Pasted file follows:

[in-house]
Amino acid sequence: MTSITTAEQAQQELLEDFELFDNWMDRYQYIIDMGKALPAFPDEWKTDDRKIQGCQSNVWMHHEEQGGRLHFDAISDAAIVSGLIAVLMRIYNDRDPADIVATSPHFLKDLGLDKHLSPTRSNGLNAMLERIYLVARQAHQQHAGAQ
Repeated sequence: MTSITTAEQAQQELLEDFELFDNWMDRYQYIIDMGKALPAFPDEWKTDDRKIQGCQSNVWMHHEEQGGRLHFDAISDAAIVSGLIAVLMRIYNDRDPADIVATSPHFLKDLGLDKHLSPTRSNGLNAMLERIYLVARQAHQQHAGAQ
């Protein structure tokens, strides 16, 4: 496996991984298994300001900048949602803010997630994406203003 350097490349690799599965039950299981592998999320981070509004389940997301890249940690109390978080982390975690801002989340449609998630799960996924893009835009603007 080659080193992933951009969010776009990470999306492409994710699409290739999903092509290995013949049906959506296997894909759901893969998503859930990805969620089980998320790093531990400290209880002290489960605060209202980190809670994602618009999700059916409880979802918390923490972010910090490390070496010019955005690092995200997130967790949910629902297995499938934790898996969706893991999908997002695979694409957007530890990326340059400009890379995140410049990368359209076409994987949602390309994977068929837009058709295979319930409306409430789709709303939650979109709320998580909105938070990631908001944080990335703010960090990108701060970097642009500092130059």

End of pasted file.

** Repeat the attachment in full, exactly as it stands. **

[in-house]
Amino acid sequence: MTSITTAEQAQQELLEDFELFDNWMDRYQYIIDMGKALPAFPDEWKTDDRKIQGCQSNVWMHHEEQGGRLHFDAISDAAIVSGLIAVLMRIYNDRDPADIVATSPHFLKDLGLDKHLSPTRSNGLNAMLERIYLVARQAHQQHAGAQ
Repeated sequence: MTSITTAEQAQQELLEDFELFDNWMDRYQYIIDMGKALPAFPDEWKTDDRKIQGCQSNVWMHHEEQGGRLHFDAISDAAIVSGLIAVLMRIYNDRDPADIVATSPHFLKDLGLDKHLSPTRSNGLNAMLERIYLVARQAHQQHAGAQ
């Protein structure tokens, strides 16, 4: 496996991984298994300001900048949602803010997630994406203003 350097490349690799599965039950299981592998999320981070509004389940997301890249940690109390978080982390975690801002989340449609998630799960996924893009835009603007 080659080193992933951009969010776009990470999306492409994710699409290739999903092509290995013949049906959506296997894909759901893969998503859930990805969620089980998320790093531990400290209880002290489960605060209202980190809670994602618009999700059916409880979802918390923490972010910090490390070496010019955005690092995200997130967790949910629902297995499938934790898996969706893991999908997002695979694409957007530890990326340059400009890379995140410049990368359209076409994987949602390309994977068929837009058709295979319930409306409430789709709303939650979109709320998580909105938070990631908001944080990335703010960090990108701060970097642009500092130059």